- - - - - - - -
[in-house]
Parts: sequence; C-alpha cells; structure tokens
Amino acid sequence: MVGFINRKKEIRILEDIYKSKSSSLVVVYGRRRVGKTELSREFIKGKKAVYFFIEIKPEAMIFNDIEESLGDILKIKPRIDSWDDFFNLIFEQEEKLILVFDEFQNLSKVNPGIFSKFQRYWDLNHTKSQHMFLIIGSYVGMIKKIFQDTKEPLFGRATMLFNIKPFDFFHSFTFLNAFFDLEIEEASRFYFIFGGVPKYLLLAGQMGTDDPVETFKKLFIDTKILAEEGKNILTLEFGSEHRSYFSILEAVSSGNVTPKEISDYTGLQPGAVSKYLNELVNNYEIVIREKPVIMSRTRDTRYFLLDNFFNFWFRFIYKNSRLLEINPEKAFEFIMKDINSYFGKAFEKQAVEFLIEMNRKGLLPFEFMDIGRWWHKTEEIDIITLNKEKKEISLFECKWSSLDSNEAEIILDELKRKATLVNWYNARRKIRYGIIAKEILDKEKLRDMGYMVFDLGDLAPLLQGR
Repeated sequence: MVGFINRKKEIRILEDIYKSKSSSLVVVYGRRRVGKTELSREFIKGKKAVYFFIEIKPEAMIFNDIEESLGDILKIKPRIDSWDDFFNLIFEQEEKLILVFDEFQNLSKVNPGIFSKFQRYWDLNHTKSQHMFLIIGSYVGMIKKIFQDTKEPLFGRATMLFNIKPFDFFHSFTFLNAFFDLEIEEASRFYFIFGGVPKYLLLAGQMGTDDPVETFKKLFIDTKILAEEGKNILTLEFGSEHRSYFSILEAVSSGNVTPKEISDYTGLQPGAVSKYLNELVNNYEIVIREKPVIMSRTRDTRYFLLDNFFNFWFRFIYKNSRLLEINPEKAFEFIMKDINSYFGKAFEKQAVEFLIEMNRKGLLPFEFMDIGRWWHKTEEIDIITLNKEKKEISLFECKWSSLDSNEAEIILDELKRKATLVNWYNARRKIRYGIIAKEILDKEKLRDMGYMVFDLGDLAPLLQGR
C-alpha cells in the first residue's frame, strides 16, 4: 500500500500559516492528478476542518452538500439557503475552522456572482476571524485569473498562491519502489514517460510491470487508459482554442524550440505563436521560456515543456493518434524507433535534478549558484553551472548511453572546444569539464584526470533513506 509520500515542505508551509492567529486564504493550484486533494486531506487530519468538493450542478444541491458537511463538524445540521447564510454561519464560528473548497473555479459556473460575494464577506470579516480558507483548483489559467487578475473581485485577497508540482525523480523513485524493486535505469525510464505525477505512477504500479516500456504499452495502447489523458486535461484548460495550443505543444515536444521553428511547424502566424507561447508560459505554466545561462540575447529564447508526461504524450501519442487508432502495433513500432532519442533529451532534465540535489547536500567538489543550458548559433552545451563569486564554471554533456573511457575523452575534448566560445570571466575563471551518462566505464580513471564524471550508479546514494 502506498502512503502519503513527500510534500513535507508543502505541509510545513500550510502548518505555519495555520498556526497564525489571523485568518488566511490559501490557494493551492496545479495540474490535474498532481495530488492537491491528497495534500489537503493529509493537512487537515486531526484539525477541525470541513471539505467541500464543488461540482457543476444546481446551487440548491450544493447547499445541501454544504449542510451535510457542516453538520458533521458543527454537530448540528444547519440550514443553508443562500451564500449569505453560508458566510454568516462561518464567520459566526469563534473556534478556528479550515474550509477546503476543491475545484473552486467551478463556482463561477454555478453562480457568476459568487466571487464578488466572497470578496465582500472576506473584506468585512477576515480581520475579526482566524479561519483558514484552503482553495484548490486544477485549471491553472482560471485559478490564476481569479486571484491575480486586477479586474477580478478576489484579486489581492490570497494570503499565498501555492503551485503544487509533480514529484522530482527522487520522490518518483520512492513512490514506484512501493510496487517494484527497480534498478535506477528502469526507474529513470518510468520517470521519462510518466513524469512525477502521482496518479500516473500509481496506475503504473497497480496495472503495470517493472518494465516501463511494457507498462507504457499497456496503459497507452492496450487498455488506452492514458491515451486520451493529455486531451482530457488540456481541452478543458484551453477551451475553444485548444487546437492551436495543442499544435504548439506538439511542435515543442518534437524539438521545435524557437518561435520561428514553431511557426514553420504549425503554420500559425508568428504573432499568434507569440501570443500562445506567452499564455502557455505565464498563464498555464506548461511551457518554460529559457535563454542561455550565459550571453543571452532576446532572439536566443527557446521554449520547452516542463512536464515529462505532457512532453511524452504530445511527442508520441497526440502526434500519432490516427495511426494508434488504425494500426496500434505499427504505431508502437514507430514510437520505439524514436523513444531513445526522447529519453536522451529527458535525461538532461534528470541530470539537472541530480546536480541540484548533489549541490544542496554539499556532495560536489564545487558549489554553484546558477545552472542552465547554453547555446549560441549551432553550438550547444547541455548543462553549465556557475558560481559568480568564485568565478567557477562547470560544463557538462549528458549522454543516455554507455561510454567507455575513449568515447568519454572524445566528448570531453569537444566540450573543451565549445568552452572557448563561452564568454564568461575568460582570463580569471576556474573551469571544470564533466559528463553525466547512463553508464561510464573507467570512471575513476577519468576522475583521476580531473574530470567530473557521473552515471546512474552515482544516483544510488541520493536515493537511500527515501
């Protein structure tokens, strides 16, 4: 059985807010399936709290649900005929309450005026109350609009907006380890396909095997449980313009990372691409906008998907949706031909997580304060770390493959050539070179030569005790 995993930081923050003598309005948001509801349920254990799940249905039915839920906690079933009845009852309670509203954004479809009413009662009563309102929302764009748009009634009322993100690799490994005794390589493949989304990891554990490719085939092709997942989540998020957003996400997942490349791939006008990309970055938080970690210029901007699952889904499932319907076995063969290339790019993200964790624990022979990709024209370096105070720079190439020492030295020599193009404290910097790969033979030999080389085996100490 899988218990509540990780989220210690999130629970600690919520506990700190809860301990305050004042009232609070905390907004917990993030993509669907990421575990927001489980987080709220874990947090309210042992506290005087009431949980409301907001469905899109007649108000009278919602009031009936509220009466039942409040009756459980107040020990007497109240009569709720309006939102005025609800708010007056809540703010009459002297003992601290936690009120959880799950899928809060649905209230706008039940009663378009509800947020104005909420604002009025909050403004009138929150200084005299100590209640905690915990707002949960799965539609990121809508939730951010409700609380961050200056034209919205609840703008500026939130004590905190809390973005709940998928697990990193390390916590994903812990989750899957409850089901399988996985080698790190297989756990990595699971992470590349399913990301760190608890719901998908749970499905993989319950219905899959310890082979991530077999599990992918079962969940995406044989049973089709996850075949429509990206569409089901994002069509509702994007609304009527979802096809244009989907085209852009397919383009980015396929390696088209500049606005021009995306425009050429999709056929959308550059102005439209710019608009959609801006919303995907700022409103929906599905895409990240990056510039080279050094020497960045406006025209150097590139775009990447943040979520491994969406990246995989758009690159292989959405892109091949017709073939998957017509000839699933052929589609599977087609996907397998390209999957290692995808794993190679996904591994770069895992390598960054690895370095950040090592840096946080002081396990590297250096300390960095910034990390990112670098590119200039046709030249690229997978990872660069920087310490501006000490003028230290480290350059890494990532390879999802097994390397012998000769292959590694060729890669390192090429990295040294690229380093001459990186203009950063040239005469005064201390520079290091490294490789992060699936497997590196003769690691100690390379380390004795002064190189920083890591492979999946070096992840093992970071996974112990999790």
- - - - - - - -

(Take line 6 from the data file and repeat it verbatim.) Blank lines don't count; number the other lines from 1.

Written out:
């Protein structure tokens, strides 16, 4: 059985807010399936709290649900005929309450005026109350609009907006380890396909095997449980313009990372691409906008998907949706031909997580304060770390493959050539070179030569005790 995993930081923050003598309005948001509801349920254990799940249905039915839920906690079933009845009852309670509203954004479809009413009662009563309102929302764009748009009634009322993100690799490994005794390589493949989304990891554990490719085939092709997942989540998020957003996400997942490349791939006008990309970055938080970690210029901007699952889904499932319907076995063969290339790019993200964790624990022979990709024209370096105070720079190439020492030295020599193009404290910097790969033979030999080389085996100490 899988218990509540990780989220210690999130629970600690919520506990700190809860301990305050004042009232609070905390907004917990993030993509669907990421575990927001489980987080709220874990947090309210042992506290005087009431949980409301907001469905899109007649108000009278919602009031009936509220009466039942409040009756459980107040020990007497109240009569709720309006939102005025609800708010007056809540703010009459002297003992601290936690009120959880799950899928809060649905209230706008039940009663378009509800947020104005909420604002009025909050403004009138929150200084005299100590209640905690915990707002949960799965539609990121809508939730951010409700609380961050200056034209919205609840703008500026939130004590905190809390973005709940998928697990990193390390916590994903812990989750899957409850089901399988996985080698790190297989756990990595699971992470590349399913990301760190608890719901998908749970499905993989319950219905899959310890082979991530077999599990992918079962969940995406044989049973089709996850075949429509990206569409089901994002069509509702994007609304009527979802096809244009989907085209852009397919383009980015396929390696088209500049606005021009995306425009050429999709056929959308550059102005439209710019608009959609801006919303995907700022409103929906599905895409990240990056510039080279050094020497960045406006025209150097590139775009990447943040979520491994969406990246995989758009690159292989959405892109091949017709073939998957017509000839699933052929589609599977087609996907397998390209999957290692995808794993190679996904591994770069895992390598960054690895370095950040090592840096946080002081396990590297250096300390960095910034990390990112670098590119200039046709030249690229997978990872660069920087310490501006000490003028230290480290350059890494990532390879999802097994390397012998000769292959590694060729890669390192090429990295040294690229380093001459990186203009950063040239005469005064201390520079290091490294490789992060699936497997590196003769690691100690390379380390004795002064190189920083890591492979999946070096992840093992970071996974112990999790």